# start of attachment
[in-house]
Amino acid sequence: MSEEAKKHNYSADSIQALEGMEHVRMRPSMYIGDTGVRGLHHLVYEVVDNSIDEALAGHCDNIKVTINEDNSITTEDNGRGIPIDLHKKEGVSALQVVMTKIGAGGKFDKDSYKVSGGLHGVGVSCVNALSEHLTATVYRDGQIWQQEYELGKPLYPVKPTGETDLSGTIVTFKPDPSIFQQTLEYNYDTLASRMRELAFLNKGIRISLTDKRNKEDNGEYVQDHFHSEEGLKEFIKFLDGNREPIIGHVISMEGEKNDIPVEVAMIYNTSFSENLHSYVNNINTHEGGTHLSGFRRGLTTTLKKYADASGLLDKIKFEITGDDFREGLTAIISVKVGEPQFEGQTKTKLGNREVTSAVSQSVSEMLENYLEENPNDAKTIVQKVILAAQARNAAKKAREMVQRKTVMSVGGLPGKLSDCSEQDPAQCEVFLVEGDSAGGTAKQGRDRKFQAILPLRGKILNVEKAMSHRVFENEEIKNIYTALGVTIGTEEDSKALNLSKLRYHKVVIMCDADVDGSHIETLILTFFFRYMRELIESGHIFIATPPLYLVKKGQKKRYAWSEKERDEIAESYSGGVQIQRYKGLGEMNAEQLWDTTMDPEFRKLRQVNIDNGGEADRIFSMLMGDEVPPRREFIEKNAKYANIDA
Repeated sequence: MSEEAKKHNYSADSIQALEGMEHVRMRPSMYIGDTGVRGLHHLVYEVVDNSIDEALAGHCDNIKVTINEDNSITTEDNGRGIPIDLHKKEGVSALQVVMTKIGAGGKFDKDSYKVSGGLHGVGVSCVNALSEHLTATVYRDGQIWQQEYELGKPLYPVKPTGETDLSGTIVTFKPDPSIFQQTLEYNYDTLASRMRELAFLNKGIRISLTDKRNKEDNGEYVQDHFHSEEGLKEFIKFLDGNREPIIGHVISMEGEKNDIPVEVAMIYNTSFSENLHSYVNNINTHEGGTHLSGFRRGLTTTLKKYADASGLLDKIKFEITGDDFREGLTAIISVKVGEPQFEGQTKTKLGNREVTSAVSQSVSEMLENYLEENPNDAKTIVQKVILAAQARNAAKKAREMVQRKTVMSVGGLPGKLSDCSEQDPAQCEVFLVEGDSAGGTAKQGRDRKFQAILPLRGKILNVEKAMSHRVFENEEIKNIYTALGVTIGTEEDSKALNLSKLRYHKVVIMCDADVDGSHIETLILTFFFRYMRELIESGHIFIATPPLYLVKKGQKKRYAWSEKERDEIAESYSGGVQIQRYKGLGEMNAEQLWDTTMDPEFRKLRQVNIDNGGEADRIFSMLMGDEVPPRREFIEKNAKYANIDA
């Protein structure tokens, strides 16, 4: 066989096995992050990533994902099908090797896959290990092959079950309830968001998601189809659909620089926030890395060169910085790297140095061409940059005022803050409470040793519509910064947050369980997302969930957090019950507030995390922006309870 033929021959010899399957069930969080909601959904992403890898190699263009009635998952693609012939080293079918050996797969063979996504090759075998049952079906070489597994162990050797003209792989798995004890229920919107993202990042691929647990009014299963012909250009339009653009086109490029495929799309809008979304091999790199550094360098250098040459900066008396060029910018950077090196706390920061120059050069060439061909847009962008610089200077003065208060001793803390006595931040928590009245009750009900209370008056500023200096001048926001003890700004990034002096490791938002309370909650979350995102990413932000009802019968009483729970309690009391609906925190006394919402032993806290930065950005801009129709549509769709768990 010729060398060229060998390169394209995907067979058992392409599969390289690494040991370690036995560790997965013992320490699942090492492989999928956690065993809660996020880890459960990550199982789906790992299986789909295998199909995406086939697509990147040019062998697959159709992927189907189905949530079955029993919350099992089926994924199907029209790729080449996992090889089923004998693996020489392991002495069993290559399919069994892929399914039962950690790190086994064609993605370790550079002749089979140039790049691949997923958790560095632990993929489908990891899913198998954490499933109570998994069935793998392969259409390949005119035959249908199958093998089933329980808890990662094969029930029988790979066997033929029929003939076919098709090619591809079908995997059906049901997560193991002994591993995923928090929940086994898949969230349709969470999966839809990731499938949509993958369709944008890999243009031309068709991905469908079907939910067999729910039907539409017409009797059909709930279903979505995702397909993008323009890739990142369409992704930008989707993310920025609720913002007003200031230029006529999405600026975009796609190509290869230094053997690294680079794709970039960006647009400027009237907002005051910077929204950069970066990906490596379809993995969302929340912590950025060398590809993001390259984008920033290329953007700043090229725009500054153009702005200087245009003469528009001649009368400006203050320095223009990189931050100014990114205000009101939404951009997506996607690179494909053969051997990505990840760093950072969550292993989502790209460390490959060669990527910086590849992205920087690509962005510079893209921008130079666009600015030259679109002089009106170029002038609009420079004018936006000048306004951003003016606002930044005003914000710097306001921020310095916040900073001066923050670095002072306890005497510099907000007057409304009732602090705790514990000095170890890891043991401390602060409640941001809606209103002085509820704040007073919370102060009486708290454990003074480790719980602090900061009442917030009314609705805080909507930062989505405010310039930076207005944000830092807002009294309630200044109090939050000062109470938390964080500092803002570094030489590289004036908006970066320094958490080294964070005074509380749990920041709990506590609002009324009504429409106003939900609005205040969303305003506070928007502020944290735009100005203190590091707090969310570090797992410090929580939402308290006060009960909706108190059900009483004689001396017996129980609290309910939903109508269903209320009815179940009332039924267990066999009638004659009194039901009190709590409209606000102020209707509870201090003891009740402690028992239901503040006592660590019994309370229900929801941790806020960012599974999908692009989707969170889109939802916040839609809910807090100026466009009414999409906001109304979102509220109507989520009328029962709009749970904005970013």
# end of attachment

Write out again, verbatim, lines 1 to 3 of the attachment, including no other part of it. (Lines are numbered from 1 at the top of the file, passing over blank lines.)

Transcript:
[in-house]
Amino acid sequence: MSEEAKKHNYSADSIQALEGMEHVRMRPSMYIGDTGVRGLHHLVYEVVDNSIDEALAGHCDNIKVTINEDNSITTEDNGRGIPIDLHKKEGVSALQVVMTKIGAGGKFDKDSYKVSGGLHGVGVSCVNALSEHLTATVYRDGQIWQQEYELGKPLYPVKPTGETDLSGTIVTFKPDPSIFQQTLEYNYDTLASRMRELAFLNKGIRISLTDKRNKEDNGEYVQDHFHSEEGLKEFIKFLDGNREPIIGHVISMEGEKNDIPVEVAMIYNTSFSENLHSYVNNINTHEGGTHLSGFRRGLTTTLKKYADASGLLDKIKFEITGDDFREGLTAIISVKVGEPQFEGQTKTKLGNREVTSAVSQSVSEMLENYLEENPNDAKTIVQKVILAAQARNAAKKAREMVQRKTVMSVGGLPGKLSDCSEQDPAQCEVFLVEGDSAGGTAKQGRDRKFQAILPLRGKILNVEKAMSHRVFENEEIKNIYTALGVTIGTEEDSKALNLSKLRYHKVVIMCDADVDGSHIETLILTFFFRYMRELIESGHIFIATPPLYLVKKGQKKRYAWSEKERDEIAESYSGGVQIQRYKGLGEMNAEQLWDTTMDPEFRKLRQVNIDNGGEADRIFSMLMGDEVPPRREFIEKNAKYANIDA
Repeated sequence: MSEEAKKHNYSADSIQALEGMEHVRMRPSMYIGDTGVRGLHHLVYEVVDNSIDEALAGHCDNIKVTINEDNSITTEDNGRGIPIDLHKKEGVSALQVVMTKIGAGGKFDKDSYKVSGGLHGVGVSCVNALSEHLTATVYRDGQIWQQEYELGKPLYPVKPTGETDLSGTIVTFKPDPSIFQQTLEYNYDTLASRMRELAFLNKGIRISLTDKRNKEDNGEYVQDHFHSEEGLKEFIKFLDGNREPIIGHVISMEGEKNDIPVEVAMIYNTSFSENLHSYVNNINTHEGGTHLSGFRRGLTTTLKKYADASGLLDKIKFEITGDDFREGLTAIISVKVGEPQFEGQTKTKLGNREVTSAVSQSVSEMLENYLEENPNDAKTIVQKVILAAQARNAAKKAREMVQRKTVMSVGGLPGKLSDCSEQDPAQCEVFLVEGDSAGGTAKQGRDRKFQAILPLRGKILNVEKAMSHRVFENEEIKNIYTALGVTIGTEEDSKALNLSKLRYHKVVIMCDADVDGSHIETLILTFFFRYMRELIESGHIFIATPPLYLVKKGQKKRYAWSEKERDEIAESYSGGVQIQRYKGLGEMNAEQLWDTTMDPEFRKLRQVNIDNGGEADRIFSMLMGDEVPPRREFIEKNAKYANIDA